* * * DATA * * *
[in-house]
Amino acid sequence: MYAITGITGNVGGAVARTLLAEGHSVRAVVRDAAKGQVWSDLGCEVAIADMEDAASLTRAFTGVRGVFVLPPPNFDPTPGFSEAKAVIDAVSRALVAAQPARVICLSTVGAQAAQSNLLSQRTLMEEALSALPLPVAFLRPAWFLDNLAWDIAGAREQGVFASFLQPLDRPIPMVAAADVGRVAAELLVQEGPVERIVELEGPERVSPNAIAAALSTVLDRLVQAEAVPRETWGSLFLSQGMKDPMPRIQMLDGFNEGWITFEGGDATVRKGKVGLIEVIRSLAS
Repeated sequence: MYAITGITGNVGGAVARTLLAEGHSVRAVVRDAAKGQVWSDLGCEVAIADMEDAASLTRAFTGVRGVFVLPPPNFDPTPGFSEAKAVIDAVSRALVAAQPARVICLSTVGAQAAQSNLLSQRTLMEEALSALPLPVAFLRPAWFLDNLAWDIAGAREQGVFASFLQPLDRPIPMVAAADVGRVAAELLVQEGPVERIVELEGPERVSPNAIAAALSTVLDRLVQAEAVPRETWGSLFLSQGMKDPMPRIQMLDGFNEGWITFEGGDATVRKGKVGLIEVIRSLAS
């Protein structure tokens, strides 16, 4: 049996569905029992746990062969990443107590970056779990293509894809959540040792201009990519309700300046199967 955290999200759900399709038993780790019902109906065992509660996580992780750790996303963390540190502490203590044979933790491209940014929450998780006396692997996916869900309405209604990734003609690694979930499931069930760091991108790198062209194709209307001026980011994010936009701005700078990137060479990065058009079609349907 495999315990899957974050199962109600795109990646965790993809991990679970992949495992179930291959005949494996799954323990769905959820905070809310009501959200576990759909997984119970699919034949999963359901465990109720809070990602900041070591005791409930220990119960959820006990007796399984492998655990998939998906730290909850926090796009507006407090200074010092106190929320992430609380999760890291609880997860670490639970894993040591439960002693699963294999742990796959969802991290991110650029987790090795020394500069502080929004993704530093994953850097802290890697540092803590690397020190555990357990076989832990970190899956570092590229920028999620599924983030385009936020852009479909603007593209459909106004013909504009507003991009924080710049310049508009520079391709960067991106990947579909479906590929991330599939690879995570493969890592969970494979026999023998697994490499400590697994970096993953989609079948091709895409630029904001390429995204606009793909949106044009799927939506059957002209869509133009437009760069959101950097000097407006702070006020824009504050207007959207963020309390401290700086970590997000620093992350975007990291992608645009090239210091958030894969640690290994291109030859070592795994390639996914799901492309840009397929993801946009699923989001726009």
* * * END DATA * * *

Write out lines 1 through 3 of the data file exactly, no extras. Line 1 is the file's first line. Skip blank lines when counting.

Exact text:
[in-house]
Amino acid sequence: MYAITGITGNVGGAVARTLLAEGHSVRAVVRDAAKGQVWSDLGCEVAIADMEDAASLTRAFTGVRGVFVLPPPNFDPTPGFSEAKAVIDAVSRALVAAQPARVICLSTVGAQAAQSNLLSQRTLMEEALSALPLPVAFLRPAWFLDNLAWDIAGAREQGVFASFLQPLDRPIPMVAAADVGRVAAELLVQEGPVERIVELEGPERVSPNAIAAALSTVLDRLVQAEAVPRETWGSLFLSQGMKDPMPRIQMLDGFNEGWITFEGGDATVRKGKVGLIEVIRSLAS
Repeated sequence: MYAITGITGNVGGAVARTLLAEGHSVRAVVRDAAKGQVWSDLGCEVAIADMEDAASLTRAFTGVRGVFVLPPPNFDPTPGFSEAKAVIDAVSRALVAAQPARVICLSTVGAQAAQSNLLSQRTLMEEALSALPLPVAFLRPAWFLDNLAWDIAGAREQGVFASFLQPLDRPIPMVAAADVGRVAAELLVQEGPVERIVELEGPERVSPNAIAAALSTVLDRLVQAEAVPRETWGSLFLSQGMKDPMPRIQMLDGFNEGWITFEGGDATVRKGKVGLIEVIRSLAS